A “foreign” corporation or “foreign” limited liability company (“LLC”) is one that is organized under the laws of a state other than Tennessee. A foreign corporation or foreign LLC does not have to obtain a certificate of authority from the Tennessee Secretary of State (i.e., register to do business) to engage in certain types of business activities within Tennessee: For other types of business activities, a foreign corporation or foreign LLC must obtain a certificate of authority.
Significantly, foreign corporations and foreign LLCs which were required to register to do business in Tennessee, but did not, cannot use Tennessee courts until they have registered. See, T.C.A §48-25-102 and T.C.A §48-246-601. Federal courts in Tennessee have held that the same statutes apply to lawsuits in Tennessee federal courts. The rule in these statutes applies only when an unregistered foreign corporation or LLC asserts a claim in a Tennessee court. It does not apply to prevent another party from bringing a lawsuit against an unregistered foreign corporation or LLC in a state or federal court located in Tennessee.
Any time a lawsuit is filed in a Tennessee court by a foreign corporation or LLC, at the outset, the lawyer for the defendant, or defendants, should check to determine if the foreign entity obtained a certificate of authority from the Tennessee Secretary of State. This can be done on-line via the Tennessee Secretary of State’s website and takes just a few minutes. If the foreign entity was required to obtain a certificate of authority, but did not, defense counsel should file a motion to dismiss or to stay the action. In my experience, courts always elect to stay the proceedings to give the foreign entity a chance to register. (In one case our firm had in federal court, the action was stayed for several months while the plaintiff foreign LLC went through the steps to obtain its certificate of authority.)
Sometimes, a motion to stay a proceeding because the foreign entity did not register in Tennessee will end the proceeding because of the expense of obtaining a certificate of authority. Under Tennessee law, the penalties for doing business in Tennessee without registering are steep. When a foreign corporation has transacted business in Tennessee without a certificate of authority, to obtain a certificate of authority, it must pay triple the amount of fees, penalties, and taxes and interest on the same, for all the years it transacted business in Tennessee without being registered. See, T.C.A. §48-25-102. A foreign LLC which was required to register to do business in Tennessee, but did not, “shall be fined and shall pay the secretary of state three (3) times the otherwise required filing fee for each year or part thereof” during which it transacted business in Tennessee.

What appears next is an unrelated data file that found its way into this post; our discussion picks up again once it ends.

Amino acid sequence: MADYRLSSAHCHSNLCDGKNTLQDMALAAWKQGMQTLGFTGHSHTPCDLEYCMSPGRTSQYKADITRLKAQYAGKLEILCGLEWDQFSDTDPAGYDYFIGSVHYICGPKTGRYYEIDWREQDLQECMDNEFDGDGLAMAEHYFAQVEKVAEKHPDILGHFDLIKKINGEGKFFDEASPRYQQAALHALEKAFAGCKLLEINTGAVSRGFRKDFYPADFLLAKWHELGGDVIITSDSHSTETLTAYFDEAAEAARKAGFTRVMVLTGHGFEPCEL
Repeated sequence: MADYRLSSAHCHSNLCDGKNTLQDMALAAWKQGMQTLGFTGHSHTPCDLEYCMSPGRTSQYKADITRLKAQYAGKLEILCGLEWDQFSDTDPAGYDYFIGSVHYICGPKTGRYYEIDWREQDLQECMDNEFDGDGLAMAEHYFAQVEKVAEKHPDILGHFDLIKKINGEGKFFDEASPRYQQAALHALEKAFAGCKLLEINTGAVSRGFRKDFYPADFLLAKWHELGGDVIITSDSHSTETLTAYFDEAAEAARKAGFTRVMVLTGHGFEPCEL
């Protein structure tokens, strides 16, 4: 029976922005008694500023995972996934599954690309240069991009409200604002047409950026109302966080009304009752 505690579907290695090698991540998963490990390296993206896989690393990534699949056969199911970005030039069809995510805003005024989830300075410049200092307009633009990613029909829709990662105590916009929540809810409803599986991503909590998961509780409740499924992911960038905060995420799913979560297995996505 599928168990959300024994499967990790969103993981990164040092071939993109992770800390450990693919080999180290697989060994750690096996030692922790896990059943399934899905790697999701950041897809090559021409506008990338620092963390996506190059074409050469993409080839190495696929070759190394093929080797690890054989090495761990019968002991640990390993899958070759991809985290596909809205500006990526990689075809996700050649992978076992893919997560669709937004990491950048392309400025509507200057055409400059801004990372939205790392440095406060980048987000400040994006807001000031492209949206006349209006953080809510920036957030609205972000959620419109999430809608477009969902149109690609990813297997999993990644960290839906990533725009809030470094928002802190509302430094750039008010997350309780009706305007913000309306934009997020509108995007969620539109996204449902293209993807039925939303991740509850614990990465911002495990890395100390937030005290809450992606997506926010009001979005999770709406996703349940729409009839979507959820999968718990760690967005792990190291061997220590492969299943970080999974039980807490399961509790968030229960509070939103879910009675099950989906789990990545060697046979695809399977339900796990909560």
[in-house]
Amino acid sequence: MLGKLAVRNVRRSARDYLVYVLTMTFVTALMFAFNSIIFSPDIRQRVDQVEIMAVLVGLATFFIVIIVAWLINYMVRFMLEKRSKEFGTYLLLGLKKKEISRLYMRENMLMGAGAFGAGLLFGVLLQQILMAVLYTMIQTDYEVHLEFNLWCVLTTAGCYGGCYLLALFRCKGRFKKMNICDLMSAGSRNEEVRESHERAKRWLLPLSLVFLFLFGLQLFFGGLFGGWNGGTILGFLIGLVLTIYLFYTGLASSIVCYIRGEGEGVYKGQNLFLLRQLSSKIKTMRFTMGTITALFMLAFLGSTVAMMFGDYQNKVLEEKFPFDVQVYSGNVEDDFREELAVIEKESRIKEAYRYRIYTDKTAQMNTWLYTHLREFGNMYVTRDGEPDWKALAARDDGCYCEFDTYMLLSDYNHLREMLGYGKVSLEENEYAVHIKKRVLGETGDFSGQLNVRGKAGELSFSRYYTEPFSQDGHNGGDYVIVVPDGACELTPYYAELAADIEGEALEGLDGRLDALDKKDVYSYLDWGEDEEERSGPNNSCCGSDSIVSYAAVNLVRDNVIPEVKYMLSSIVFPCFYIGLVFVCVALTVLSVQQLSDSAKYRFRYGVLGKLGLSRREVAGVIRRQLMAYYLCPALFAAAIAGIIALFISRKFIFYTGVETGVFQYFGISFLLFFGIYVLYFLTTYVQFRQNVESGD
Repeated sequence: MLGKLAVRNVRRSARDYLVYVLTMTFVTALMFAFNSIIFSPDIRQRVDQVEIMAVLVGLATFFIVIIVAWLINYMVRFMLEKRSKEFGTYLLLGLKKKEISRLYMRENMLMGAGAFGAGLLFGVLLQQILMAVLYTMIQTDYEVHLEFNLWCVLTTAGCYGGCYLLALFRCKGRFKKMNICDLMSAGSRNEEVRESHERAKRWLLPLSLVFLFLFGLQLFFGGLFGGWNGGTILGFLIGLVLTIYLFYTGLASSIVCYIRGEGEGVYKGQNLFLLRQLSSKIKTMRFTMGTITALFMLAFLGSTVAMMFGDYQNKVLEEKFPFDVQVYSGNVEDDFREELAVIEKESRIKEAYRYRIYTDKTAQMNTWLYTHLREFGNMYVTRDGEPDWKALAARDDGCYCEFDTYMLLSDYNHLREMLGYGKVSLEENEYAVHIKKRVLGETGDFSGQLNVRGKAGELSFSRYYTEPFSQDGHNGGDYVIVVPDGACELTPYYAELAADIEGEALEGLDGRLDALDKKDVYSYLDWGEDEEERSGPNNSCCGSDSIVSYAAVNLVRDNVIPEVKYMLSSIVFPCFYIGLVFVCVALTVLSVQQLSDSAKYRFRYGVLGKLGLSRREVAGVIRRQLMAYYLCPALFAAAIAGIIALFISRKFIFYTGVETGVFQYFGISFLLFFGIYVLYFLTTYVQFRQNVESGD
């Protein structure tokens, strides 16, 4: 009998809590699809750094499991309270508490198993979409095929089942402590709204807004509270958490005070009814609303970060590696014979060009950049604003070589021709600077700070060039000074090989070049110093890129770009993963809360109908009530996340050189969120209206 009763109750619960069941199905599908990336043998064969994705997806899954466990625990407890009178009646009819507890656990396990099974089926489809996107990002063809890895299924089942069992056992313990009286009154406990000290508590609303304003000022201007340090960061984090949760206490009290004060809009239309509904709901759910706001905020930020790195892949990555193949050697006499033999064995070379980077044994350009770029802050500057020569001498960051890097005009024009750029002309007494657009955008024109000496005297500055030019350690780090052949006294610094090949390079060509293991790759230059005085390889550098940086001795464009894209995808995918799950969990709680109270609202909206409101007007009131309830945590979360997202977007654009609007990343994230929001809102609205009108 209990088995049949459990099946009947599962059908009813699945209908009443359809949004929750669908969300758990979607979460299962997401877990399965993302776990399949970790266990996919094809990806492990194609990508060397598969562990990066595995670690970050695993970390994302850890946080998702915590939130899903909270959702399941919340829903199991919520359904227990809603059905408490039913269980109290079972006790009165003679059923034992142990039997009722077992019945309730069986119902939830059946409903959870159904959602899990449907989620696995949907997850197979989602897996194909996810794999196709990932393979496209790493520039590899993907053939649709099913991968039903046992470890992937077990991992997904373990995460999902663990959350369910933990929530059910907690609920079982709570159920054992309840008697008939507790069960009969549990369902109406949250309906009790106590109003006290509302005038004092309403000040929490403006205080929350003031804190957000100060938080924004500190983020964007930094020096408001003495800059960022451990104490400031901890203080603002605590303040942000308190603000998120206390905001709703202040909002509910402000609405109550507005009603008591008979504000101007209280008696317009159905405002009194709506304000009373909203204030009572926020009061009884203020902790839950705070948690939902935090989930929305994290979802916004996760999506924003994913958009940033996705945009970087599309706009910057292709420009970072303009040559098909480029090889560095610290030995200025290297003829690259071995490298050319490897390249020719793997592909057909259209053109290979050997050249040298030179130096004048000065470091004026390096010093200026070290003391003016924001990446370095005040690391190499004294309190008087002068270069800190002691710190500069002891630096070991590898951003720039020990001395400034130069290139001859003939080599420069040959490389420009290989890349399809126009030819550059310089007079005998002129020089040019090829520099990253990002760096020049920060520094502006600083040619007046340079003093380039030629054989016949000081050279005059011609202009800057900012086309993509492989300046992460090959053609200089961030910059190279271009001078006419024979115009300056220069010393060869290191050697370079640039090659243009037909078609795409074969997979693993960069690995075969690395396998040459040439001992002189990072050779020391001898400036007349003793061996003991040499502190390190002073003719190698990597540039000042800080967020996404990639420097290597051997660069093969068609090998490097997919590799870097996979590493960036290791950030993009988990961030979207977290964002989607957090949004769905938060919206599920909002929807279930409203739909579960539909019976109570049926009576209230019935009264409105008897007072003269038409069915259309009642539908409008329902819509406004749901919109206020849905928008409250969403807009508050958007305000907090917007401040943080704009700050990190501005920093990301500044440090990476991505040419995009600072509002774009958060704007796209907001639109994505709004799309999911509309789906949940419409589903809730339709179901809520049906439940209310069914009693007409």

So, when is a foreign corporation or foreign LLC deemed not to be transacting business in Tennessee such that it is not required to register to do business in Tennessee? The answers are set forth in two identical statutes: T.C.A. §48-25-101 (for foreign corporations) and T.C.A. §48-246-102 (for foreign LLCs). Importantly, both statutes provide that the list of activities that do not constitute transacting business in Tennessee is not exhaustive (which provision is curious and could make for an interesting and novel legal argument.)
Those statutes provide that “transacting business in interstate commerce” does not constitute the type of business activity that requires a foreign entity to register to do business in Tennessee. In a 1926 case, the Court of Appeals of Tennessee held that the interstate commerce exception applied to a foreign corporation which maintained a warehouse in Tennessee from which it shipped some goods to Tennessee customers, but where most of the goods were shipped to out of state customers. See, R.M. Hollingshead Co. v. Baker.
Those statutes also provide that selling through independent contractors or engaging in an “isolated transaction that is completed in one (1) month and that is not in the course of repeated transactions” are not the type of business activities which constitute transacting business in Tennessee within the meaning of the registration statutes.
There are several other important exceptions in the statutes that delineate what does not constitute the transaction of business in Tennessee which could apply to your case. Lastly and importantly for business lawyers, the fact that a foreign corporation or foreign LLC has improperly transacted business in Tennessee without obtaining a certificate of authority does not mean that the acts of the corporation or LLC are invalid or subject its officers, directors, members, or shareholders to personal liability.